Coping with Grief and Loss

Grief is a powerful emotion that can accompany any type of loss, including the death of a loved one, a divorce or loss of a job.  Becoming familiar with the grieving process can help you understand what you’re feeling.  Below are the most common stages of grief, and strategies for coping.

Shock/Denial:

After a loss, you may feel a sense of numbness and disbelief. You may even experience physical reactions, such as feeling faint or nauseous. 

To help yourself:

Surround yourself with friends and family for support. Being around people who care about you can help ease the pain.

Guilt: You may feel guilty about things you’ve said or done in the past.

To help yourself:

Recognize guilt as a normal phase of grieving, but try to put it behind you.  Focus on the positive aspects of the relationship you had.

Anger:

You may feel abandoned because someone you loved died and you feel like you’re left to resolve his or her problems.  You might also be angry with friends and family for not understanding how you feel. 

To help yourself:

Express negative emotions. This will help you work through your feelings.

Depression:

You may feel lonely and sad.

To help yourself:

Realize that experiencing a certain amount of depression is healthy. Feeling depressed is one of the first signs that you’ve begun the healing process. 

Grief is a powerful emotion.  Some people find it too difficult to face and look for ways to avoid it.  A good way to deal with grief is to work through the grief and express your feelings and emotions with people close to you. If you are having particular difficulty dealing with your grief, you may want to talk to a professional for guidance and coping strategies.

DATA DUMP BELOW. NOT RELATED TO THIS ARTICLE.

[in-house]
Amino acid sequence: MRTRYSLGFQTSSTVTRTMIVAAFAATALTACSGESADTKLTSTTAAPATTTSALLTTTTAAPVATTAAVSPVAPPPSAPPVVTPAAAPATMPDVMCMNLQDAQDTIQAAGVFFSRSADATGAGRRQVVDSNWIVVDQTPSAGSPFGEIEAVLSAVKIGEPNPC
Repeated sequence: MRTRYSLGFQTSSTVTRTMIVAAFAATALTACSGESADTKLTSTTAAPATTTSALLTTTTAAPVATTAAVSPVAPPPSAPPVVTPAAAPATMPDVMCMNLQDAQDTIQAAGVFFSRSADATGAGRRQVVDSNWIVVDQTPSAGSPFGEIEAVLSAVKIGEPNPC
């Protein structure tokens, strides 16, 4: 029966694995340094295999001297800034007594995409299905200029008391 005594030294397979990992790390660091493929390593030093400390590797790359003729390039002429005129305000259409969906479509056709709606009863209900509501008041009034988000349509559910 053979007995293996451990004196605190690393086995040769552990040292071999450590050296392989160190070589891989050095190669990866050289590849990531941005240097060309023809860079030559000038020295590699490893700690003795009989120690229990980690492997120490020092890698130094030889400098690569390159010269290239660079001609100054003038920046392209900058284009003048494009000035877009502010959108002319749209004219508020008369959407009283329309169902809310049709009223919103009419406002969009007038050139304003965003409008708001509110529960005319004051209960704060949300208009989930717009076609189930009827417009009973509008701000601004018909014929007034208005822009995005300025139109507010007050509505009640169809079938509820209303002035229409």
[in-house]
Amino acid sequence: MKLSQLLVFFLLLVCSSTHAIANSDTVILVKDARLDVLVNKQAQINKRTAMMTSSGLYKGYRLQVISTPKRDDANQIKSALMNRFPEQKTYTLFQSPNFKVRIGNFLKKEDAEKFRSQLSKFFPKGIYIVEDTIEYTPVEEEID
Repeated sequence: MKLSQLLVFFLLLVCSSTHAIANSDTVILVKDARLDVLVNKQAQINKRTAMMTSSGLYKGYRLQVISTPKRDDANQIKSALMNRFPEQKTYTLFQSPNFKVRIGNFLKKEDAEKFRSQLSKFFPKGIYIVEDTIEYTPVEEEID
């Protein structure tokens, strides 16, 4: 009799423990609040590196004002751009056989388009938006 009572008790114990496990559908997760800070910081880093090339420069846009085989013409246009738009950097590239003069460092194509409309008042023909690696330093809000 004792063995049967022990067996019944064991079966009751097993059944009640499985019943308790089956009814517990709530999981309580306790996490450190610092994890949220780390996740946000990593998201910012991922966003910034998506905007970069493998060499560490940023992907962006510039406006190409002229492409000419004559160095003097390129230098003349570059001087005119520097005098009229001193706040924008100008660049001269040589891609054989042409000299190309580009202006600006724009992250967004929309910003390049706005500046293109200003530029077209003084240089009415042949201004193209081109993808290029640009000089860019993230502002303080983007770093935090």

Call EAP at any time to speak with a licensed professional.  Even if you are not sure what your feelings mean, call us any time, day or night and speak to someone who can help you understand your feelings and emotions.

 

Helping yourself through Grief

Grief is exhausting and it is important to continue your daily health routines.

  • Eat a healthy well balanced diet. If it is too difficult to eat three healthy meals a day, eat four or five smaller meals.  Stick to healthy options such as nuts, veggies and fruit.
  • Get plenty of rest.  Try to stick to your bedtime routine. If you are having difficulty sleeping try a warm glass of milk or try listening to soft music before bed.
  • Exercise if you can. Try to move or exercise once a day.  This should include getting outside or walking for 30 minutes.
  • Communicate with your doctor. Make sure your family doctor knows what has happened so he or she can offer additional help and options.

Be Kind to yourself

  • If you desire alone time, take it as often as needed.
  • Give yourself rewards along the way as something to look forward to.
  • Look for small ways to pamper yourself.
  • A short trip can be a good break from grief, but be aware that upon your return, the pain of grief will be waiting for you.
  • Look for some new interests, perhaps a new hobby or resuming an old one.
  • Carry a special letter or poem for when the going gets tough.
  • Try to enjoy the good days and don't feel guilty for doing so.
  • Reach out to help someone else.
  • Learn to have patience with yourself. Remember that grieving takes time.
  • Know that you will get better and there will be a time when you can look forward to being happy again.